Strengthening the employee experience in challenging times

employee experience

Effective communication during challenging periods requires a high degree of empathy and a more personalised approach. It’s more than sharing what we’re doing, but also what we’re thinking and feeling. It’s essential to give people time to process information and work through their feelings at their own pace. We can’t rush them through it. The best we can do is understand where they’re at mentally and emotionally at a given point in time, and respond accordingly, writes Jen Jackson

As People and Culture professionals face unprecedented challenges, one skill will help them ensure their people and organisations thrive.

If the first half of the new decade has taught us anything, it’s that we can’t predict the future. While many were prepared for disruption brought about by new technology, few could have foreseen nationwide bushfires and global pandemics.

We live and work in challenging times. Almost overnight, established brands and entire industries are looking down the barrel. There have been significant layoffs. There’s increasing talk of a global recession. There have been massive changes to the way we live, work and interact. People are understandably scared.

The primary cause of this fear is uncertainty.

No-one has answers. Who will be affected and how long will it last? Governments and experts have been vague and varied in timeframes and forecasts. In many cases, there just isn’t enough information to give definitive conclusions.

Humans aren’t well-equipped mentally to deal with these conditions. Situations outside our control tend to trigger negative emotions, like fear, anger and despair. We imagine the worst-case scenarios and outcomes.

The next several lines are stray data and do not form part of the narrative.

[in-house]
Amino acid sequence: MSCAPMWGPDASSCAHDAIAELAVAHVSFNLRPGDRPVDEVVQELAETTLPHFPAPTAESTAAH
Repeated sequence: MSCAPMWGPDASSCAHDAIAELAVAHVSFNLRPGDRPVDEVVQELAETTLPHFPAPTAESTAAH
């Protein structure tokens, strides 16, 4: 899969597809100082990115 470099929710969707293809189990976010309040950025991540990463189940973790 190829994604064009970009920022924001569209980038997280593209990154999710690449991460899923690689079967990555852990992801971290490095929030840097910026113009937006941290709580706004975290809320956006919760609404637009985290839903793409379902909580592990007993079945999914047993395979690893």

The World Health Organisation identifies social isolation and loneliness as one of the key threats to people’s mental health over the coming decades. Making remote work effective will require leaders to mitigate isolation through effective communication.

In response, we resort to seemingly irrational behaviours, like panic buying or hoarding. We invent compelling, yet illogical narratives and arguments to reassure ourselves everything is fine. We use denial. These are all coping methods to regain a sense of control.

In these situations people look to leaders for guidance, and one skill matters above all others:

Communication.

It might sound obvious, yet it’s astounding how something as natural — and crucial — as communication is often done poorly in many organisations, even during relatively stable periods. Now, more than ever, though, good communication is absolutely essential.

Always human
Everyone responds to change and uncertainty differently. Some people work through it quickly, others more slowly. Some respond primarily with anger, others with denial. There’s no one-size-fits-all solution that will work for everyone at the same point in time.

Effective communication during challenging periods requires a high degree of empathy and a more personalised approach. It’s more than sharing what we’re doing, but also what we’re thinking and feeling.

It’s essential to give people time to process information and work through their feelings at their own pace. We can’t rush them through it. The best we can do is understand where they’re at mentally and emotionally at a given point in time, and respond accordingly.

This requires leaders to open the lines of communication, encouraging people to have real conversations. It’s ok not to have all the answers; it’s ok to not be perfect. What matters is being there for our people and teams in their time of need.

Consistent trumps comprehensive
It’s normal to feel like we need all the information before communicating with our teams, but waiting to have all our ducks in a row is the worst thing we can do when uncertainty is high.